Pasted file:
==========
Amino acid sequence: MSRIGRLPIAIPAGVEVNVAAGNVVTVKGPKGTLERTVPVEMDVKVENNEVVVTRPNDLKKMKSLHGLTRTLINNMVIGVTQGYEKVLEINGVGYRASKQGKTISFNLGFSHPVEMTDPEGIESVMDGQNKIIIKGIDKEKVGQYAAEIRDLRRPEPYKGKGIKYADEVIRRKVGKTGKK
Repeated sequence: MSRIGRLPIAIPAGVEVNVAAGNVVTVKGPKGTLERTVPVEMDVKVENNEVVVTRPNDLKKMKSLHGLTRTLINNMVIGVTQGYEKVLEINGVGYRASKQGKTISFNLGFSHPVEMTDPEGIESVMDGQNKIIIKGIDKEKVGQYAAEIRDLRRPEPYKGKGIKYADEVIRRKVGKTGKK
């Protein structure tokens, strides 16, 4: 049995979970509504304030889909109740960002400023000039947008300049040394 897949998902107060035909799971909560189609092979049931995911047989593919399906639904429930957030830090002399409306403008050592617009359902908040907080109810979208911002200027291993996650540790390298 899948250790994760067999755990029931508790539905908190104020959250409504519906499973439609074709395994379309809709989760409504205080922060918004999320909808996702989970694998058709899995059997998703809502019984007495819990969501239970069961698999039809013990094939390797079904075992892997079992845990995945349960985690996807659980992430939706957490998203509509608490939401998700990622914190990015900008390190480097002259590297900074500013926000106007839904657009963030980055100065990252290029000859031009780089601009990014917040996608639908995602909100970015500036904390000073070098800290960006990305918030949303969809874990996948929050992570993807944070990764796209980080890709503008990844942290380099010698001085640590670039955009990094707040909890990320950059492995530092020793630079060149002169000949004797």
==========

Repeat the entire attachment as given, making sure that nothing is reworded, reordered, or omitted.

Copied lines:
Amino acid sequence: MSRIGRLPIAIPAGVEVNVAAGNVVTVKGPKGTLERTVPVEMDVKVENNEVVVTRPNDLKKMKSLHGLTRTLINNMVIGVTQGYEKVLEINGVGYRASKQGKTISFNLGFSHPVEMTDPEGIESVMDGQNKIIIKGIDKEKVGQYAAEIRDLRRPEPYKGKGIKYADEVIRRKVGKTGKK
Repeated sequence: MSRIGRLPIAIPAGVEVNVAAGNVVTVKGPKGTLERTVPVEMDVKVENNEVVVTRPNDLKKMKSLHGLTRTLINNMVIGVTQGYEKVLEINGVGYRASKQGKTISFNLGFSHPVEMTDPEGIESVMDGQNKIIIKGIDKEKVGQYAAEIRDLRRPEPYKGKGIKYADEVIRRKVGKTGKK
């Protein structure tokens, strides 16, 4: 049995979970509504304030889909109740960002400023000039947008300049040394 897949998902107060035909799971909560189609092979049931995911047989593919399906639904429930957030830090002399409306403008050592617009359902908040907080109810979208911002200027291993996650540790390298 899948250790994760067999755990029931508790539905908190104020959250409504519906499973439609074709395994379309809709989760409504205080922060918004999320909808996702989970694998058709899995059997998703809502019984007495819990969501239970069961698999039809013990094939390797079904075992892997079992845990995945349960985690996807659980992430939706957490998203509509608490939401998700990622914190990015900008390190480097002259590297900074500013926000106007839904657009963030980055100065990252290029000859031009780089601009990014917040996608639908995602909100970015500036904390000073070098800290960006990305918030949303969809874990996948929050992570993807944070990764796209980080890709503008990844942290380099010698001085640590670039955009990094707040909890990320950059492995530092020793630079060149002169000949004797």